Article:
New technology to shed light on faulty bottles

Tuesday, 3. July 2018 - 9:30

Drs Edoardo Ceci Ginistrelli, Cecilia Muldoon, Axel Kuhn, Paul Bertier and Joscha Gutjahr

Dr Cecilia Muldoon was on a train in Switzerland when she took a phone call from her boyfriend, who had a question. Why was nobody applying optical spectroscopy to wine? It’s not the kind of conversation most people have on the way to work. But Dr Muldoon, a physicist, thought about the question for the next two years. Finally, in 2015, she created the company that is now VeriVin, whose purpose is to apply spectroscopy to wine.

If she and her team succeed, they will upend the wine world. Dr Muldoon wants to be able to offer a diagnostic test for cork taint, and a way to determine if a wine is fake or not — all without opening the bottle.

Brilliant idea
After studying physics and finance at Princeton University, Dr Muldoon headed to the University of Oxford to do a PhD in atomic and laser physics. With five languages under her belt, plus a talent for ballet, she’s not what you’d call an underachiever — and at Oxford she developed another skill. “I joined one of the university’s wine clubs, the Oxford University Wine Circle, and eventually ended up running it,” she says. Not only that, she ended up co-running the competitive blind tasting team. Dr Muldoon fell so hard for wine that her supervisor asked her if she was doing a PhD in physics or wine. Today, she also holds the WSET Diploma.

The marriage of the two disciplines gave her a unique idea: that optical spectroscopy might reveal some of the chemical secrets in wine. At its simplest, optical spectroscopy is a technique for shining a light at something, then interpreting the scattered light. “This outgoing scattered light will contain faint ‘fingerprints’ of the different molecules or atoms present in the object,” says Dr Muldoon.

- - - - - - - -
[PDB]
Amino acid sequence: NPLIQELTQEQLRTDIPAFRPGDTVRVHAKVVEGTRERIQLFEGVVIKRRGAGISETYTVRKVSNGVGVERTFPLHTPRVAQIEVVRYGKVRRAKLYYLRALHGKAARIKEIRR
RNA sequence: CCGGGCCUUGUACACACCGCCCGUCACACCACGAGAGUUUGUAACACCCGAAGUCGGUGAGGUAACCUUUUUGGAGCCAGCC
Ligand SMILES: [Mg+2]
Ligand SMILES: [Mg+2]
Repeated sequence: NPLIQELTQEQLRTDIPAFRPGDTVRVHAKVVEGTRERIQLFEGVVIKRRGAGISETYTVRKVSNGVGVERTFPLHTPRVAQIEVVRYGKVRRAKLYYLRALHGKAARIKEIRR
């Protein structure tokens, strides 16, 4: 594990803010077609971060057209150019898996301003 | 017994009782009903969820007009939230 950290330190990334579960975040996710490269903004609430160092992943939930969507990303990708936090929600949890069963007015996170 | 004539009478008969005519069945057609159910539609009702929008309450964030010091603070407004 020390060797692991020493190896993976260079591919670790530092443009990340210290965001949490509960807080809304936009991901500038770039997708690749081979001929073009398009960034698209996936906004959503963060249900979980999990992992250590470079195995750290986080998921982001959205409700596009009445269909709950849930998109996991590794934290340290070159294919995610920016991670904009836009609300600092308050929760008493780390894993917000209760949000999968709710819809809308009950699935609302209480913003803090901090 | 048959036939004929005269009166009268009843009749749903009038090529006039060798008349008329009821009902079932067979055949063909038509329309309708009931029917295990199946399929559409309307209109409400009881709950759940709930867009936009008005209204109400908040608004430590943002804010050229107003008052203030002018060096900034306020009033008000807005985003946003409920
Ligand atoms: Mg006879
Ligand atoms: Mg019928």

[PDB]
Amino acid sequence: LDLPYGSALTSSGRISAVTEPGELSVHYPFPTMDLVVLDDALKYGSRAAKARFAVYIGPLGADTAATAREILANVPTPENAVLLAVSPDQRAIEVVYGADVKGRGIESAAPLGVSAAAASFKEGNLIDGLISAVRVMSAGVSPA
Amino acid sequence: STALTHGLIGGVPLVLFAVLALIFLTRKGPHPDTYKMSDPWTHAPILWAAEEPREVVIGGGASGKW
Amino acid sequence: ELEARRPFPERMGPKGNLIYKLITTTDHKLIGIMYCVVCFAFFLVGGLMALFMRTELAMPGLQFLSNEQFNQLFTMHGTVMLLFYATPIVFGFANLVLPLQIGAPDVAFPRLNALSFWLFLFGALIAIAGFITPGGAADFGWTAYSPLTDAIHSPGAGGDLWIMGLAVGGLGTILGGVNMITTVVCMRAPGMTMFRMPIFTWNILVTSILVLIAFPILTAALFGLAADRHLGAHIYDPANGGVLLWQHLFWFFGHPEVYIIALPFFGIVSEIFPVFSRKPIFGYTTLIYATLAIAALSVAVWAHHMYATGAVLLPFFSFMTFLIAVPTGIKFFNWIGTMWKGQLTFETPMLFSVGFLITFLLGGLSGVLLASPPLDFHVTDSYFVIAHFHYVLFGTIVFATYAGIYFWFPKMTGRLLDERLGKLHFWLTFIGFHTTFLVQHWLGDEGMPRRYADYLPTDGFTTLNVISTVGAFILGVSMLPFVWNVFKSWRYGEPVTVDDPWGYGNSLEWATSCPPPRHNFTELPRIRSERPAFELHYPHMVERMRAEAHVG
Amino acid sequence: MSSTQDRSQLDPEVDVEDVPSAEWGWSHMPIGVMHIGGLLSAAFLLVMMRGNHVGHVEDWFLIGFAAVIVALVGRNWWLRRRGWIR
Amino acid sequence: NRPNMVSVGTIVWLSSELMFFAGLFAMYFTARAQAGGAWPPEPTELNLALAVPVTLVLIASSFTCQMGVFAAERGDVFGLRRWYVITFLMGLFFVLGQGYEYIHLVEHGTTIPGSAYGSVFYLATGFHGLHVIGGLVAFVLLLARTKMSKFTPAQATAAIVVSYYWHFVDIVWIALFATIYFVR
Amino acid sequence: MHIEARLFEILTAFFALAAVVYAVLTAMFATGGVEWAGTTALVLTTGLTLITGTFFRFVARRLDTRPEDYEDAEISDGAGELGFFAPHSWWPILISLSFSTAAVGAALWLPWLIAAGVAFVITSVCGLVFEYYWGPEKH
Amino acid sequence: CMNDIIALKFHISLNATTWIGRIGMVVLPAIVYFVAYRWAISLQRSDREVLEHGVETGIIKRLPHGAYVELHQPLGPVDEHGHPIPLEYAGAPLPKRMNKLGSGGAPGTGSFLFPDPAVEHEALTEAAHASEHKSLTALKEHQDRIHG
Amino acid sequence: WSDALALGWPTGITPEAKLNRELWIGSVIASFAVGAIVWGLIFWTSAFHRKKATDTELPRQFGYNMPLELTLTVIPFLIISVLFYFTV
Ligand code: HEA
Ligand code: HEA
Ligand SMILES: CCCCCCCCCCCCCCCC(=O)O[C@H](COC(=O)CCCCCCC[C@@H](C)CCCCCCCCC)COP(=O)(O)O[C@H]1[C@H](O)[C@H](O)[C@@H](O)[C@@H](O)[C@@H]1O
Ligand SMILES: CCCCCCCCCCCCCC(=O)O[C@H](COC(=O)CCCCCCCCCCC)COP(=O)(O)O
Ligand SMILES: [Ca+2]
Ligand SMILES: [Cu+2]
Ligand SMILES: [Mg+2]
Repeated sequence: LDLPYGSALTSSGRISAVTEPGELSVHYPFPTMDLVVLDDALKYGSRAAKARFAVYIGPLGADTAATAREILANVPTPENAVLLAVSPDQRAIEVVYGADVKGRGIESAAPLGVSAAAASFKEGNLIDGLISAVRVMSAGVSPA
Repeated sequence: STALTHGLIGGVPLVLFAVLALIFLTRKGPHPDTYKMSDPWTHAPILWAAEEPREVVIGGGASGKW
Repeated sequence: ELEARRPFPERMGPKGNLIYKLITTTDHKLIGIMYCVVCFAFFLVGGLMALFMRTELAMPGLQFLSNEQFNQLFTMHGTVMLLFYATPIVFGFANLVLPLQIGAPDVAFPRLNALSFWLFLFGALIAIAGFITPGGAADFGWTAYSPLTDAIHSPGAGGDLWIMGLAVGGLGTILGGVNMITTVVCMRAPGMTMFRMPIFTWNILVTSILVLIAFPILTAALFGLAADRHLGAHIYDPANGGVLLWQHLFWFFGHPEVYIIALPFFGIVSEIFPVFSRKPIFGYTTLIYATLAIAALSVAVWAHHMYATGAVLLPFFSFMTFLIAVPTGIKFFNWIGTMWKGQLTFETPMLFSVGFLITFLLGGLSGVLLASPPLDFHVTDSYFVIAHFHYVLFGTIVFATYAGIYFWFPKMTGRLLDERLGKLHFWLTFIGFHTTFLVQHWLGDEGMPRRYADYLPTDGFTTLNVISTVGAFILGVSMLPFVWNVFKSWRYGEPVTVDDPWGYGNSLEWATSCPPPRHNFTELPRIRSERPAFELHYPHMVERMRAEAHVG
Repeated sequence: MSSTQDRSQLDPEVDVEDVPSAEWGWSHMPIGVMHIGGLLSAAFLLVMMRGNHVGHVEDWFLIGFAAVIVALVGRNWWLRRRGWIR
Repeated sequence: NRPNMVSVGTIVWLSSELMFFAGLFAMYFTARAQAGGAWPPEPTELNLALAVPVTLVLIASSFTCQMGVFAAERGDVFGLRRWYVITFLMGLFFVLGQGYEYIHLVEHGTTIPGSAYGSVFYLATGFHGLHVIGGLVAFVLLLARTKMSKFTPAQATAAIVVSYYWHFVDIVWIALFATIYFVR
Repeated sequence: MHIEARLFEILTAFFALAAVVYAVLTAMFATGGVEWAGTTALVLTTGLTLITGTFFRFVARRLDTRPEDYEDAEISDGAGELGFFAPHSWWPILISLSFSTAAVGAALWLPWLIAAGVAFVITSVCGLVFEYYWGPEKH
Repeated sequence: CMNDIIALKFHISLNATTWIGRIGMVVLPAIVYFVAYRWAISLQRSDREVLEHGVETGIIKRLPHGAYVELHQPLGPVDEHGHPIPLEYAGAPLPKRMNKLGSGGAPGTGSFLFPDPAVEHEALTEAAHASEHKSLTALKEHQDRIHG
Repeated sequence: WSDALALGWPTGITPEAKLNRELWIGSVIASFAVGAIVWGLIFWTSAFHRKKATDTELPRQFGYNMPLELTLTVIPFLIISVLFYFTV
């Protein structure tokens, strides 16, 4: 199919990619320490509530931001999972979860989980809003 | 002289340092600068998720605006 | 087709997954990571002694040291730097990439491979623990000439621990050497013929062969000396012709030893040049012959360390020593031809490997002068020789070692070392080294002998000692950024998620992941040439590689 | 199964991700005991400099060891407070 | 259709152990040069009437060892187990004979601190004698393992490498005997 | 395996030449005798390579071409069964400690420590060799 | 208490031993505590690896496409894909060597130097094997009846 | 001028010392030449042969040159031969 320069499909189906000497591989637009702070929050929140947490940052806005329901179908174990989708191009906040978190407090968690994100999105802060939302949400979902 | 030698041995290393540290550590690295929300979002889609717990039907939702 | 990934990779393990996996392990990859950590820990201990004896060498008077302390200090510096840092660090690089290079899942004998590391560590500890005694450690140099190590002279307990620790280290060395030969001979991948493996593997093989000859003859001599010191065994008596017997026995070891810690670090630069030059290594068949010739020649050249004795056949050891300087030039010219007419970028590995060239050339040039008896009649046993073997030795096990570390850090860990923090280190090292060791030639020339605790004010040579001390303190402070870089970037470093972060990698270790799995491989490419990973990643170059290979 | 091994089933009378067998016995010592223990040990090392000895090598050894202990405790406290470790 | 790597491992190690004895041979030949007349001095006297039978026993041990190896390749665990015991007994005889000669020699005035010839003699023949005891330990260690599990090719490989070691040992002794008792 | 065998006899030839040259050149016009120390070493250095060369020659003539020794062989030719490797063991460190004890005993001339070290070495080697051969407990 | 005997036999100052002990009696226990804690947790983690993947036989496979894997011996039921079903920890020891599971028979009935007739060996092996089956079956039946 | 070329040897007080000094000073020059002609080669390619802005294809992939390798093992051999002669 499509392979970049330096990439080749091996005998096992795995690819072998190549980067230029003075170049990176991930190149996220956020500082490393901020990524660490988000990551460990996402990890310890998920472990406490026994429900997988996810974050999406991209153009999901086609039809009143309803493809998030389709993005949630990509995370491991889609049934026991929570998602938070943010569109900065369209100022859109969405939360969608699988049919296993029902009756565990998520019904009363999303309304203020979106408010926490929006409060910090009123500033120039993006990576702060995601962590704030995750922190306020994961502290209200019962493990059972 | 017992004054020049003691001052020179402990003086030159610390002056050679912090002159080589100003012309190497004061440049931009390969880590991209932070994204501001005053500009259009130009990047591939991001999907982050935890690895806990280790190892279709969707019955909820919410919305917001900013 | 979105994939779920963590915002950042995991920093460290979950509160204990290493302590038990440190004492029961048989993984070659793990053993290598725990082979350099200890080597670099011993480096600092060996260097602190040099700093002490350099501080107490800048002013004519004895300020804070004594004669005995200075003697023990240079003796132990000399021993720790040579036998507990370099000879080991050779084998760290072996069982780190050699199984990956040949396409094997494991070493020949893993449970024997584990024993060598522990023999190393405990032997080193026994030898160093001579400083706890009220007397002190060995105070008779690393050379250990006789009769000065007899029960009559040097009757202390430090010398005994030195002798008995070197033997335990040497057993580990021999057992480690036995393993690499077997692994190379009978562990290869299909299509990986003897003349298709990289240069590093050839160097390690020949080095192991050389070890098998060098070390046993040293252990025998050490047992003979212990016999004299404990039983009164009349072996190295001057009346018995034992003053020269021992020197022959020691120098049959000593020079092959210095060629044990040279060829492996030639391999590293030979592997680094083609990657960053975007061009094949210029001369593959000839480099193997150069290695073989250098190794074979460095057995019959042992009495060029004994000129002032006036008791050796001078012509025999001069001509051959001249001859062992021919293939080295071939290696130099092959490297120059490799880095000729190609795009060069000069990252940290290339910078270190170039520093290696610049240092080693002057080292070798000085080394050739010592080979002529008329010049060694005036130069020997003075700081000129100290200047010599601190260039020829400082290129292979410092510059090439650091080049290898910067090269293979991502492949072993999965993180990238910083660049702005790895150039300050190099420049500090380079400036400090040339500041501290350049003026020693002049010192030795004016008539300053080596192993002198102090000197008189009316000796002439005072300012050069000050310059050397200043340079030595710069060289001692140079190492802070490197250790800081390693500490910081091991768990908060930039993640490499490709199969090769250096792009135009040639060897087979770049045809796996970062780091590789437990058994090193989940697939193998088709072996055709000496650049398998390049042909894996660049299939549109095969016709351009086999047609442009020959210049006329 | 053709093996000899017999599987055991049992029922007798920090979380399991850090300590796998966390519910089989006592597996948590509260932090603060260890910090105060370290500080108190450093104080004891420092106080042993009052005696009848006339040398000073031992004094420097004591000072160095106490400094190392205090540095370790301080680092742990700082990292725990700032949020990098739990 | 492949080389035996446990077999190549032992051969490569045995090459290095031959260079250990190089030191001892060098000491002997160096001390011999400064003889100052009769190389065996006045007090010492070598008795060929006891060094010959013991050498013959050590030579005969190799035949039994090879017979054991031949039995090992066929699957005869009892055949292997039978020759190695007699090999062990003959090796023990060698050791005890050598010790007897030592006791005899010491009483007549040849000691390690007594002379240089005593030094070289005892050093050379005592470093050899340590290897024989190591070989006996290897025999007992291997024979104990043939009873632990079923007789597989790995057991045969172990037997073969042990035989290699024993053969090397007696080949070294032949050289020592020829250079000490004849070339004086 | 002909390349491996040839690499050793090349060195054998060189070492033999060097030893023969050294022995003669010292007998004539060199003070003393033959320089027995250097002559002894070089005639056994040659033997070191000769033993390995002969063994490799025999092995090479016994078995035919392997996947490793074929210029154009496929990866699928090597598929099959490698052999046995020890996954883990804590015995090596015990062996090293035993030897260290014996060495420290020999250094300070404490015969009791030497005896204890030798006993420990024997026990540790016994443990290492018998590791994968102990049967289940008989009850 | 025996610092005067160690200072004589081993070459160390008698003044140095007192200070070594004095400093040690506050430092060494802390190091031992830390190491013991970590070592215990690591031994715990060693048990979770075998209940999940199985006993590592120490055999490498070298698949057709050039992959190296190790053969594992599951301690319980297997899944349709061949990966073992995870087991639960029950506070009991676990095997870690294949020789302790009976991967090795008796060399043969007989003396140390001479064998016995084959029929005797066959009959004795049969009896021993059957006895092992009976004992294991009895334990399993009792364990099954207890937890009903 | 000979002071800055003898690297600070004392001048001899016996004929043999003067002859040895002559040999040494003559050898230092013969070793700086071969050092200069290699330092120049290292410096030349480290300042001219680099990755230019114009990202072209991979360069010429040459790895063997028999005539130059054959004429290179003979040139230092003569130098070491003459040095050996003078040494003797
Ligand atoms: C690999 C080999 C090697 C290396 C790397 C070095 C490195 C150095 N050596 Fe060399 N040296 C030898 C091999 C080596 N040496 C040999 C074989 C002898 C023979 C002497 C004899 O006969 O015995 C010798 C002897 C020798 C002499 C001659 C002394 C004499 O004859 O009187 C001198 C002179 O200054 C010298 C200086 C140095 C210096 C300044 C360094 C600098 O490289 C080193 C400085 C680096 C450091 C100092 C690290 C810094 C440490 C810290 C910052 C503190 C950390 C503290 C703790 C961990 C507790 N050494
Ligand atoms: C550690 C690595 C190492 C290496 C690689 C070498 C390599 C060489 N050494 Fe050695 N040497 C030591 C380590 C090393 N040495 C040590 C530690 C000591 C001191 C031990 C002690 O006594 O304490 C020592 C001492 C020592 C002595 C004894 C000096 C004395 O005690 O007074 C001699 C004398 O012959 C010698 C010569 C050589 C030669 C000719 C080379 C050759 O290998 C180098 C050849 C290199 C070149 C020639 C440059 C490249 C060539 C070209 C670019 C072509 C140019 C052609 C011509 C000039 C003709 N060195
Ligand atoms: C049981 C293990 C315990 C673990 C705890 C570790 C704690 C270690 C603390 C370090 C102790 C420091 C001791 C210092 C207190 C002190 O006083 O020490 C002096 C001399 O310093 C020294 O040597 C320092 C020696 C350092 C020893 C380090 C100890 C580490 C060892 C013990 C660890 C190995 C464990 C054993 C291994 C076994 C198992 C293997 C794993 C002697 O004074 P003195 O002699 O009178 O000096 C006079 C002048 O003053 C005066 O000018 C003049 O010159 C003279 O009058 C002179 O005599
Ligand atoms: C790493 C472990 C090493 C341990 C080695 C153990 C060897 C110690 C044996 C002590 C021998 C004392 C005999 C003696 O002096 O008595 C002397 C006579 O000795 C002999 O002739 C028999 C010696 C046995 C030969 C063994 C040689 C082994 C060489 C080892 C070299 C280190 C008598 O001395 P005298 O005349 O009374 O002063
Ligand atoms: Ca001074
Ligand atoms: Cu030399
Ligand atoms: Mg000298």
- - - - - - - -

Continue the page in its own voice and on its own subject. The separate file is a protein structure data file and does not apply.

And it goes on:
Her aim is to develop a way to use spectroscopy to characterise a bottle of wine. The challenge is formidable, as “wine is second only to blood in its complexity” because it consists of around 85 percent to 87 percent water and 12 percent to 14 percent ethanol. The compounds that make wine unique — flavonoids and so on — make up the remaining one to two percent. Not only are there a thousand or more of these, but many of them “look kind of similar”. Dr Muldoon says that many of these compounds have been studied with chromatography mass spectrometry, but “these machines are mostly really large and expensive and the technique is necessarily invasive”. 

In the first instance, the search will be on for TCA, the molecule behind cork taint. “We are also working on one product that will give us a sort of ‘yes’ or ‘no’ answer to the presence of only one type of molecule.” Armed with that knowledge, it could be possible to create a commercial device to use on a bottling line, to identify bottles containing particular molecules, such as TCA. This would be done at many times the speed of a human tester, without the need to open the bottle. “It sounds nutty, but the physics is actually sensible enough that we were awarded an Innovate UK Quantum Technologies grant to do this,” she says.

Dr Muldoon would ultimately like to develop a test to characterise specific wines. A sought-after Bordeaux, for example, would be analysed shortly after bottling, then during its life in the chateau cellar. This would be the control bottle, against which subsequent bottles of that wine would be assessed. “We envision a tool which allows for the molecular ID tag of a bottle to be uploaded on to a database and its progress monitored as it ages,” she explains. Then when a bottle from that vintage came up for auction, it would be compared to the control bottle, to assess its authenticity and condition. Being able to judge its condition would allow it to be priced properly. 

“I see the applications as falling into four camps: fault detection, anti-counterfeiting, taste profiling and detailed characterisation,” says Dr Muldoon. 

Of course, if the day comes that VeriVin does develop this commercial technology, it will have applications far beyond wine, from healthcare to identifying fake olive oil. Dr Muldoon adds that most of her colleagues believe she’s only using wine and spirits as a testing base, before she goes on to more serious things, but she says she’s in it for the wine. “I am still amazed at how much I keep on discovering about wine and spirits.”
Felicity Carter

This article was updated 16 July 2018.